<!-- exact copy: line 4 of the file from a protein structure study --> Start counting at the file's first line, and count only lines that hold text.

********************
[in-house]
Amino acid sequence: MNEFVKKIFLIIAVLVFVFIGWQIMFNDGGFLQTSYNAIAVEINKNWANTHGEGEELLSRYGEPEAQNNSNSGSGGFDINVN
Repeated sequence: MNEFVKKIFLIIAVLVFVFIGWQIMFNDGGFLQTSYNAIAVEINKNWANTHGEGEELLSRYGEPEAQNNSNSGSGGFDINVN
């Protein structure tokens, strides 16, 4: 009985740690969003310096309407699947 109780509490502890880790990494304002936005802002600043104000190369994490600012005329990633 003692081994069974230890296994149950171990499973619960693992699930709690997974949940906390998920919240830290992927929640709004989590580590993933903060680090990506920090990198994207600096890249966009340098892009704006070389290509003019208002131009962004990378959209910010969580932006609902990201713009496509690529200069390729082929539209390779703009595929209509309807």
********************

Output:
């Protein structure tokens, strides 16, 4: 009985740690969003310096309407699947 109780509490502890880790990494304002936005802002600043104000190369994490600012005329990633 003692081994069974230890296994149950171990499973619960693992699930709690997974949940906390998920919240830290992927929640709004989590580590993933903060680090990506920090990198994207600096890249966009340098892009704006070389290509003019208002131009962004990378959209910010969580932006609902990201713009496509690529200069390729082929539209390779703009595929209509309807």